Chicago Sun-Times columnist and MacBreak weekly mainstay Andy Ihnatko recently penned a review of the Google Nexus One. As with every other “iPhone killer” to come down the pipeline, Ihnatko found the Nexus One to be the best of the Android bunch, but far from a true threat to the iPhone.
Here are a few excerpts.
The physical design is on point:
It’s like no other Android phone I’ve seen: it’s smart and stylish. More importantly, it has practically the same profile and dimensions as an iPhone. The clunkiness of the original T-Mobile G1 is gone and forgotten and the hard edges of the Droid have been sanded down quite nicely. Overall it feels very good in your hand, with a slightly siliconized feel to it.
The battery cover won’t pop off unless you want it to, and maybe not even then (which is a good thing). If you do manage to dislodge it, you’ll find a swappable battery and a MicroSD card slot for user storage. You can swap out the factory-installed 4 gig card for one with as much as 32 gigs. Battery life is quite ample, but (as is standard for smartphones) it can’t stand up to aggressive all-day use without spending a little quality time with a desk or car charger.
What’s interesting is that the size and shape of the iPhone has essentially become the de-facto standard for what a smartphone should look like – which is pretty incredible when you stop and think about it. In Apple’s first foray into the smartphone market, their product was able to set the standard form factor for smartphones. And truth be told, don’t be surprised if the current iMac design eventually becomes the de-facto desktop standard as well.
But moving on, Ihnatko writes that the physical buttons on the Nexus One are misplaced:
As with the droid, the four standard Android system buttons (Back, Menu, Home, and Search, available at all times in all applications) are touch areas at the bottom of the screen. But Google has made a subtle mistake in their placement. I kept hitting these buttons by accident. When typing a message, I frequently dismissed the onscreen keyboard by tapping a little too low and hitting the “Back” button. I kept putting the Nexus into Search mode while taking pictures or navigating a webpage. And scrolling up and down with the trackball often landed me on the phone’s Home page.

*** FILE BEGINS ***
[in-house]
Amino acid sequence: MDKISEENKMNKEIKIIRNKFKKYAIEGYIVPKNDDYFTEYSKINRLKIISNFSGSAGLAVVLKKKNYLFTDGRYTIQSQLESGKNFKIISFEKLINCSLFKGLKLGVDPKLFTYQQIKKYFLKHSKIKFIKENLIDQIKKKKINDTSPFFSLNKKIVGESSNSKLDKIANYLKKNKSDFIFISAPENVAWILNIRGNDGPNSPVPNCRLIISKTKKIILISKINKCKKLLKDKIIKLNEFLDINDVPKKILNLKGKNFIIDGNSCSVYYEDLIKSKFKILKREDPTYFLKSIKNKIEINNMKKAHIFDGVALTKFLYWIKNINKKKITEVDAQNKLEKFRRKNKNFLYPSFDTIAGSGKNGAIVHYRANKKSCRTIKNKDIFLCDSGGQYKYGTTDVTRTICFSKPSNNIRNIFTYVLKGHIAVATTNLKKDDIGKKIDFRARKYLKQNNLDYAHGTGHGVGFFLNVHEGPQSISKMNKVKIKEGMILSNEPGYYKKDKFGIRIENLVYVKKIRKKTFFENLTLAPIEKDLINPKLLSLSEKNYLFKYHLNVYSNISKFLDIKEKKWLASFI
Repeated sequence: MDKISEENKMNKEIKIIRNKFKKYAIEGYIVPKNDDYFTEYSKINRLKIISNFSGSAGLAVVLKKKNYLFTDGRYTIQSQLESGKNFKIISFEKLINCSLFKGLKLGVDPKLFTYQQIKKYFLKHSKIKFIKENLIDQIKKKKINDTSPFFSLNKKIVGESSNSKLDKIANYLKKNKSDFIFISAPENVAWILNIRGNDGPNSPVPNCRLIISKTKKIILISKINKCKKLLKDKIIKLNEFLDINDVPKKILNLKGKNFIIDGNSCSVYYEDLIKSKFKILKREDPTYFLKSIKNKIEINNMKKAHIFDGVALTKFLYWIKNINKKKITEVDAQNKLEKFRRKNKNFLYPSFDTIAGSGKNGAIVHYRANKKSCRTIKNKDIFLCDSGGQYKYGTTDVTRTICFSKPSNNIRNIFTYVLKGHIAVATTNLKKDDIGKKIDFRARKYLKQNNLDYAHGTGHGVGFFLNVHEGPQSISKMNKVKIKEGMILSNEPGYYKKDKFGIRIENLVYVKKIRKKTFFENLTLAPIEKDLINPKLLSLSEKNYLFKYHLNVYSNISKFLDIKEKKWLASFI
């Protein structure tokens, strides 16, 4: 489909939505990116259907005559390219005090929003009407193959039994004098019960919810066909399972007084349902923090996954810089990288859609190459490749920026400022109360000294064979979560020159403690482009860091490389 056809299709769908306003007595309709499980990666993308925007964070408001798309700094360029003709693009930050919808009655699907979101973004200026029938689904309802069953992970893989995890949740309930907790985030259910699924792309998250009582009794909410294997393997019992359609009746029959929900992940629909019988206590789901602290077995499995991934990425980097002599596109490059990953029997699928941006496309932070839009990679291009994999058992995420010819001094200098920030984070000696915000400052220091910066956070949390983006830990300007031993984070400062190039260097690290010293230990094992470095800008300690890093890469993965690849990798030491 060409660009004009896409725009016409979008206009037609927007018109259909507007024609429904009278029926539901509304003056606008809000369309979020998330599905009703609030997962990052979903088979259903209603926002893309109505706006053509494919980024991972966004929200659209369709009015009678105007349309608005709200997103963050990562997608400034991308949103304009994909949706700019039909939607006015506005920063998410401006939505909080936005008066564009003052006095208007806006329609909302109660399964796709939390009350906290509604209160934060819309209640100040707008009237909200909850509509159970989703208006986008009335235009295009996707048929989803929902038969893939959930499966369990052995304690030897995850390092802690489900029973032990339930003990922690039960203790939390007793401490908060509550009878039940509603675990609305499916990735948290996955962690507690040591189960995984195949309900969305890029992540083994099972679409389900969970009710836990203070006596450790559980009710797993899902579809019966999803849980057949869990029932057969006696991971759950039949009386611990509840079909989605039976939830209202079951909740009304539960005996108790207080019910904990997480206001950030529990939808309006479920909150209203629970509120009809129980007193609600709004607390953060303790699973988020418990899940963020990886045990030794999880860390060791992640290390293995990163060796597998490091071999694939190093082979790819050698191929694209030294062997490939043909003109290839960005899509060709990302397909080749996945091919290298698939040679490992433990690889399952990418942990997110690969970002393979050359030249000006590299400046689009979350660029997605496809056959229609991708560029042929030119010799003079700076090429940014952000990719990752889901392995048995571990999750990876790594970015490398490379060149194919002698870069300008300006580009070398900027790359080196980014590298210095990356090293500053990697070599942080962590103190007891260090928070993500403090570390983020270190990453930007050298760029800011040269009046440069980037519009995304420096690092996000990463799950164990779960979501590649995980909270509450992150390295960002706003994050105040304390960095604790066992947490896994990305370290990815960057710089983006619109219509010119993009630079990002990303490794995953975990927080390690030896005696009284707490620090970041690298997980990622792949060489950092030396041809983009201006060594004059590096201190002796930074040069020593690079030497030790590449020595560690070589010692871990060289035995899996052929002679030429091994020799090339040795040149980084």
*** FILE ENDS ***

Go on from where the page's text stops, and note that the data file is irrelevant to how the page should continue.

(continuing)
More problematic, though, were issues Ihnatko experienced with the Nexus One’s touchscreen.
But the touchscreen is a serious source of concern. I frequently needed to tap buttons more than once to get the Nexus to recognize the tap. Just as often, an app would think I’d tapped an item close to what I had been aiming for.
And camera quality issues also crept up, which just goes to show you that there’s a whole lot more to taking good photos than counting megapixels.
I have similar qualms when documenting my experiences with the Nexus’ 5 megapixel camera. It has some serious quirks…
The Nexus’ best is better than the iPhone’s best. But the iPhone is far more reliable; it finds ways of giving you a perfectly usable photo where the Nexus just stares at its shoes and says “Look, it’s not like I’m a real camera or anything, all right?”
Personally, I’d rather have the iPhone’s camera. The user interface of the standard Android camera app is just a couple of notches better than “terrible,” too. But then again, I have high expectations. You can check out my sample photos and decide for yourself.
Overall, the Nexus One seems to the latest and greatest in a line of smartphones that while great, still can’t hold a candle to the iPhone. As Ihnatko points out, this problem is especially magnified when you compare the Android Market to the iTunes App Store.
You can check out the full review over here.